Since CAIR’s founding in 1994, CAIR staff has worked tirelessly to advance the civil rights of all Americans, regardless of faith. Starting with just a small office and a telephone, CAIR has developed into the preeminent organization that Muslims contact when they require legal advice and assistance. CAIR has grown into a preeminent civil rights advocacy organization that has been recognized for its work both in the United States and internationally.
Even now, civil rights advocacy remains at the center of CAIR's work. CAIR has served more than 25,000 victims of discrimination since its founding. Our nation-wide offices receive a total of approximately 3,000 inquiries a years and work to resolve them through mediation, negotiation, public pressure or, if necessary, through legal action. Our services are often provided free of charge to the community.
In 2011, CAIR updated our "Know Your Rights and Responsibilities" pocket guide. This wallet-sized pamphlet provides details of your rights as an employee, student or airline passenger, and teaches the reader how to react to an anti-Muslim hate crime and what to do if you are contacted by law enforcement. CAIR provides these guides free of charge and has distributed more than 1 million copies since it was first written.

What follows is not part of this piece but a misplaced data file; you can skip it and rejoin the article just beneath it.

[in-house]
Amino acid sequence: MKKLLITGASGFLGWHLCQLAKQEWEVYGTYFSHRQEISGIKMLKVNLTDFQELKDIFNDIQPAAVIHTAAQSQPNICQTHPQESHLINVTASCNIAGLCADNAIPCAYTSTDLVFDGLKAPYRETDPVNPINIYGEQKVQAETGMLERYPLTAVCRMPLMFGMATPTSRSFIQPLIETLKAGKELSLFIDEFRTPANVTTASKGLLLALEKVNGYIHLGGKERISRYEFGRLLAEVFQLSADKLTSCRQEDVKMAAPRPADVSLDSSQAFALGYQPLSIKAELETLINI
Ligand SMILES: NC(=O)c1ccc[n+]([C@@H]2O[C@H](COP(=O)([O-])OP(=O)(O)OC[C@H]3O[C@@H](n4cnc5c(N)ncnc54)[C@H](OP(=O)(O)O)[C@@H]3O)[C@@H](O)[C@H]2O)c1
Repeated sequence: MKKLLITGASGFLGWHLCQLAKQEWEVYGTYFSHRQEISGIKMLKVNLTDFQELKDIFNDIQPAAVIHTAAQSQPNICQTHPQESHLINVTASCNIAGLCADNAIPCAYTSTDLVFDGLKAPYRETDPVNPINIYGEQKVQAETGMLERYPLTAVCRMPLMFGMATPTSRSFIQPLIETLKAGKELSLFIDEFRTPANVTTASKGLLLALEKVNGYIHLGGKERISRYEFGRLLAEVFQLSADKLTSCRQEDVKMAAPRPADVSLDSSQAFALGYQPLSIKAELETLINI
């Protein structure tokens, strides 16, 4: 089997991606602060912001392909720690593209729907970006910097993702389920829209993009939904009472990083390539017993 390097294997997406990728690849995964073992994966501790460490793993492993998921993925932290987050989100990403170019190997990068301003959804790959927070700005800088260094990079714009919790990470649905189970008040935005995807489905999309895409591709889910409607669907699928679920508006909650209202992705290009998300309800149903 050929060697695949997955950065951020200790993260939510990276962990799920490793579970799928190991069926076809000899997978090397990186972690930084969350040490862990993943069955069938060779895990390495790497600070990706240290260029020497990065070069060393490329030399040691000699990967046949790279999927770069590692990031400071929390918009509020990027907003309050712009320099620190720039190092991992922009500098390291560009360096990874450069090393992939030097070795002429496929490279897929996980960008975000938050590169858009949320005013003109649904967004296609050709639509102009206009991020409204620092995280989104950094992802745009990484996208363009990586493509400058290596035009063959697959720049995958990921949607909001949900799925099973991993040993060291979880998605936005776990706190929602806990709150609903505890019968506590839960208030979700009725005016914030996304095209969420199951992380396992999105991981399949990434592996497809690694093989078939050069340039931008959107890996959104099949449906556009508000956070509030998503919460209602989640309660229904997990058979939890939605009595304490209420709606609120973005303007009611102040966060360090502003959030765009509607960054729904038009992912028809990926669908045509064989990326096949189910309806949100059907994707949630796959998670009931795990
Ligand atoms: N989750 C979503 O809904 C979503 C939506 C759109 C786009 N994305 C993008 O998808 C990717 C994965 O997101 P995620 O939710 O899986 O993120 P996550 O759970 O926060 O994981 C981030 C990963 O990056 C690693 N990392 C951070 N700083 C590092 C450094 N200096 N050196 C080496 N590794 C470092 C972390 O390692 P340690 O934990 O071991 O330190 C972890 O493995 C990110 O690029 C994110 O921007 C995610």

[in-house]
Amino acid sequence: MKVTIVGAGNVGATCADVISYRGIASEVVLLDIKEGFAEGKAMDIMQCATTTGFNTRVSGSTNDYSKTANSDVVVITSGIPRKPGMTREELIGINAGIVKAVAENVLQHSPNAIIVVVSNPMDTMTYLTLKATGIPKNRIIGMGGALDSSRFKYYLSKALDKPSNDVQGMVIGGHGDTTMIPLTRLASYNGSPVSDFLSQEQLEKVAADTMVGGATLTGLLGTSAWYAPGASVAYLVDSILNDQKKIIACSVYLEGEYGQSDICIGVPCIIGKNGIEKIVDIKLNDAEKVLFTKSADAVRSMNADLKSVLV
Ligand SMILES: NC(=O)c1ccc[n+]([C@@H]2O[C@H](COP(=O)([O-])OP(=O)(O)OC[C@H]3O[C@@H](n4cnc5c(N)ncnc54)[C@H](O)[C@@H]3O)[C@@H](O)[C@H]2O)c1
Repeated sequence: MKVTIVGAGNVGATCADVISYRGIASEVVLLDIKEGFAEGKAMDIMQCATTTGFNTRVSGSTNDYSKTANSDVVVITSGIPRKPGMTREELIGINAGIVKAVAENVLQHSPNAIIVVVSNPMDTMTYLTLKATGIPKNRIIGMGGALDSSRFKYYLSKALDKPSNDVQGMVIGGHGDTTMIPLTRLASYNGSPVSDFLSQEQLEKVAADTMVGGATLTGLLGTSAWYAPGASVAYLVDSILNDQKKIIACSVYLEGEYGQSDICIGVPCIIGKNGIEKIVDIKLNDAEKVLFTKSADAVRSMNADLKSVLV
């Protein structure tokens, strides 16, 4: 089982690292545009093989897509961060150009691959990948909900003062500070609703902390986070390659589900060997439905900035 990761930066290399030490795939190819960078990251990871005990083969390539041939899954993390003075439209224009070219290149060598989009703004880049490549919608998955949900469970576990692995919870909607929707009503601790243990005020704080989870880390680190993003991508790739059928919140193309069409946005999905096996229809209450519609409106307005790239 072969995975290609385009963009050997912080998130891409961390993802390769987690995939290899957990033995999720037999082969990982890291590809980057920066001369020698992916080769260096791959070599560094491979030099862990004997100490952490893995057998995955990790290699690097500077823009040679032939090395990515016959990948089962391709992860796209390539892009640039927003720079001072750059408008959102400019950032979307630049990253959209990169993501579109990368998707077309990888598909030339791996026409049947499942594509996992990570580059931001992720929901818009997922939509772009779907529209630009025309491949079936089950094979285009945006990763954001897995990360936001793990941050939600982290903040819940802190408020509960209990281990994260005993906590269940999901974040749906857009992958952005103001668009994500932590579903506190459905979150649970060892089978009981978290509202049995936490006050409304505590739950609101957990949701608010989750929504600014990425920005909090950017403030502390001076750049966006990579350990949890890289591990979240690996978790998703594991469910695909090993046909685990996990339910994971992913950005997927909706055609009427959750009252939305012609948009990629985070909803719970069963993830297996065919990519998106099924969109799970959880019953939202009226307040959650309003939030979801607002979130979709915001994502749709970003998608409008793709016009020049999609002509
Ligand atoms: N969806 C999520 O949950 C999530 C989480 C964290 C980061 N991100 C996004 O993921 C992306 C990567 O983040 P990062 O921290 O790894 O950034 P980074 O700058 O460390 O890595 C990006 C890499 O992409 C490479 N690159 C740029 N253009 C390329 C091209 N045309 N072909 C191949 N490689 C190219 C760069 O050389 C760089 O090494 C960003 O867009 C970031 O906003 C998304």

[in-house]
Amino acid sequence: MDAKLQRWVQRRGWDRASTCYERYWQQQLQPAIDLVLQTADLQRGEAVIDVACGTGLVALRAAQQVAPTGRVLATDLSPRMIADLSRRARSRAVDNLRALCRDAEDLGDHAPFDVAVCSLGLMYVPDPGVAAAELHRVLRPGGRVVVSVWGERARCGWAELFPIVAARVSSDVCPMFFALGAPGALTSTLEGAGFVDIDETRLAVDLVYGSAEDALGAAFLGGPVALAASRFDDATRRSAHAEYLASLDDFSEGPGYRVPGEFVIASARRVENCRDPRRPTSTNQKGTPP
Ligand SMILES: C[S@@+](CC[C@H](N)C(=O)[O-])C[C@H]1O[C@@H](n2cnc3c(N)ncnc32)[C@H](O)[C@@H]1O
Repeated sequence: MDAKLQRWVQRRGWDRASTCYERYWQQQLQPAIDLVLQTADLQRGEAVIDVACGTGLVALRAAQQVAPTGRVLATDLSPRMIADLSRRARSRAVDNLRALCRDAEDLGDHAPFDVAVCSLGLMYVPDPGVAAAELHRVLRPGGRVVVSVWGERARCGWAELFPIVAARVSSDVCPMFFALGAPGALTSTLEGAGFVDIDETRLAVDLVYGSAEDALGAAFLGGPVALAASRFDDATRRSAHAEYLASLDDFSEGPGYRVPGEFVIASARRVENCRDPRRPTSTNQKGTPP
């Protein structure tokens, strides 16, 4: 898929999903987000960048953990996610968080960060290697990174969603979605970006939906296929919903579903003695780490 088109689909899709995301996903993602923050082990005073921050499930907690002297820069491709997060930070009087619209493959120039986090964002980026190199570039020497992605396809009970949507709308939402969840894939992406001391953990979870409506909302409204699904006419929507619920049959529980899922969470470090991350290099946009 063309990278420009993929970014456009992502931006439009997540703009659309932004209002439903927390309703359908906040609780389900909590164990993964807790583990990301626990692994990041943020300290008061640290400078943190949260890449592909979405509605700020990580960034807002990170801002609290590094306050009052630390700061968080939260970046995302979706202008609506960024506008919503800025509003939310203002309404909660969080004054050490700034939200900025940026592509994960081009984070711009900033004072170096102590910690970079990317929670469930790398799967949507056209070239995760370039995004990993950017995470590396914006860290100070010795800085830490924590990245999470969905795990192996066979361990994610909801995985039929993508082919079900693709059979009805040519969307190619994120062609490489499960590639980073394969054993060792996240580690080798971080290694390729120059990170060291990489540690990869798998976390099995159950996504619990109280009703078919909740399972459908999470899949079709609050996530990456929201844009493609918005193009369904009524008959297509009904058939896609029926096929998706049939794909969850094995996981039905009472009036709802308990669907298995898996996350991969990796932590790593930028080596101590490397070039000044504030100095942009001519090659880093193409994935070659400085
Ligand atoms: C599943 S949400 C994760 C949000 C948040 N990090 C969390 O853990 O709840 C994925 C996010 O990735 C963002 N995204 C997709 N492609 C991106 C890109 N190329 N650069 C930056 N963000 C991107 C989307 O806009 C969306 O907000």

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The majority of complaints received by CAIR's offices in 1999 consist of incidents of religious accommodation denial. Complaints about the lack of accommodation to Muslim prayer in schools and the workplace accounted for the largest portion of cases. Hijab related complaints came in second place, a marked change from previous years, which implies an increased tolerance toward Muslim women's attire by the American public.
Still, a survey of Muslim parents and students in the public school systems shows that the majority shy away from requesting religious accommodation. Accommodation policies in most school districts surveyed in this report do not adequately address most of the religious requirements of Muslim students, suggesting that the problem of accommodating Muslim students is more structural than incidental in nature.